Abstract: The main contribution of this paper is to establish the formal validity of Edgeworth expansions for realized volatility estimators. First, in the context of no microstructure effects, our results rigorously justify the Edgeworth expansions for realized volatility derived in Gonalves and Meddahi (2009). Second, we show that the validity of the Edgeworth expansions for realized volatility may not cover the optimal two-point distribution wild bootstrap proposed by Gonçalves and Meddahi (2009). Then, we propose a new optimal nonlattice distribution which ensures the second-order correctness of the bootstrap. Third, in the presence of microstructure noise, based on our Edgeworth expansions, we show that the new optimal choice proposed in the absence of noise is still valid in noisy data for the pre-averaged realized volatility estimator proposed by Podolskij and Vetter (2009). Finally, we show how confidence intervals for integrated volatility can be constructed using these Edgeworth expansions for noisy data. Our Monte Carlo simulations show that the intervals based on the Edgeworth corrections have improved the finite sample properties relatively to the conventional intervals based on the normal approximation.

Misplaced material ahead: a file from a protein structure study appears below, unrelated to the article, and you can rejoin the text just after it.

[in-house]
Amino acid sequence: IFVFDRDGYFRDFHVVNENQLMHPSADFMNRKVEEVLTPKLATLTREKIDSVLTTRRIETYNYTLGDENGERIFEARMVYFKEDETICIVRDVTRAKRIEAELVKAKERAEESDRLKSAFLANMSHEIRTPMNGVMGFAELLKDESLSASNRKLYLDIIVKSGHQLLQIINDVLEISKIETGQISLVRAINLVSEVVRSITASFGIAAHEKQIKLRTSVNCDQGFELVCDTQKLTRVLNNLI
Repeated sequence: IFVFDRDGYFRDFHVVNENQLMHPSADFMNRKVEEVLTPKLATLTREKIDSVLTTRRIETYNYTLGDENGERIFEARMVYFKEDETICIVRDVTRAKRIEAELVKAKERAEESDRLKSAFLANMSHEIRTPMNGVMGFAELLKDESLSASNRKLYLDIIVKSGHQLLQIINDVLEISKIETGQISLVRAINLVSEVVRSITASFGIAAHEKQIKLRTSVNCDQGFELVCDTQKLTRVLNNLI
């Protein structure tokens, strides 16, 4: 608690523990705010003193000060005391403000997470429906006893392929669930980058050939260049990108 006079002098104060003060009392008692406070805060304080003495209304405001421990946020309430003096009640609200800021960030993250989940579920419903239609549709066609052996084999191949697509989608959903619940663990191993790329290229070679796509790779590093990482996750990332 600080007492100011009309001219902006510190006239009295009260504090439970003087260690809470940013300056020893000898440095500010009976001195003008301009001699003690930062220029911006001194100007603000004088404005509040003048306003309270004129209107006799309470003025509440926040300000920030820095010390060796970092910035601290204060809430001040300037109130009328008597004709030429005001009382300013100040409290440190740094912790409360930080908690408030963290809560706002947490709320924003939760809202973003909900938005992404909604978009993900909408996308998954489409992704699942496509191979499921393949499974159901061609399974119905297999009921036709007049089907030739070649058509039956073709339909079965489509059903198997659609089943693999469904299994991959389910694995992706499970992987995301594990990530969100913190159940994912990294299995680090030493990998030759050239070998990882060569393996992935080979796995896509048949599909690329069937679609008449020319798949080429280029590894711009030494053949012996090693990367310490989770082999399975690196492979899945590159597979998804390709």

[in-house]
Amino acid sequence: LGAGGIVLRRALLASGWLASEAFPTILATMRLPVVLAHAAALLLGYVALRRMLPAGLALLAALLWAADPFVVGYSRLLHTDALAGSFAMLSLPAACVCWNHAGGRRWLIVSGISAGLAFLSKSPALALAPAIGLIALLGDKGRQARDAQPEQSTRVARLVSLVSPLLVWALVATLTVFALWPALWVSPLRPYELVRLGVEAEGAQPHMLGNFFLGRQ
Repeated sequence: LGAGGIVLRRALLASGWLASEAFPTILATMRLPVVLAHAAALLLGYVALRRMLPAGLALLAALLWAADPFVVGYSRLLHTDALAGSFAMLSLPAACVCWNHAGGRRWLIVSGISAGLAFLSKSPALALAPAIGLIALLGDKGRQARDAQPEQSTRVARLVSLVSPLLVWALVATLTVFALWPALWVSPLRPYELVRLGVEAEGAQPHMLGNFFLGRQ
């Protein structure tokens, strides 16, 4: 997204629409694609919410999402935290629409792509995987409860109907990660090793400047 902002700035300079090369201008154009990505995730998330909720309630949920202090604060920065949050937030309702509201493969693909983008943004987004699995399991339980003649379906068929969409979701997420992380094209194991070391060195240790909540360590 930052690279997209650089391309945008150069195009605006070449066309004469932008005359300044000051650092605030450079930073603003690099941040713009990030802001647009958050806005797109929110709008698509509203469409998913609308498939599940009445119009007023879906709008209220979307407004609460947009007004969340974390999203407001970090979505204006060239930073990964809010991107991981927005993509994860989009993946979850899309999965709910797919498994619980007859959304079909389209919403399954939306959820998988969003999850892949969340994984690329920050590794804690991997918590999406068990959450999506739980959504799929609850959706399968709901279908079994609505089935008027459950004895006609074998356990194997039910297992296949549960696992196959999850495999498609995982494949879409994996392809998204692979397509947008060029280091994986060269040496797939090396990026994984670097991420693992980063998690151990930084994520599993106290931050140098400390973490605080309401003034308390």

Keywords: Realized volatility, pre-averaging, bootstrap, Edgeworth expansions, confidence intervals.
    JEL: C15 C22 C58
    Date: 2015–05–03
  4. By: Gloria Gonzalez-Rivera (Department of Economics, University of California Riverside); Wei Lin (Capital University of Economics and Business)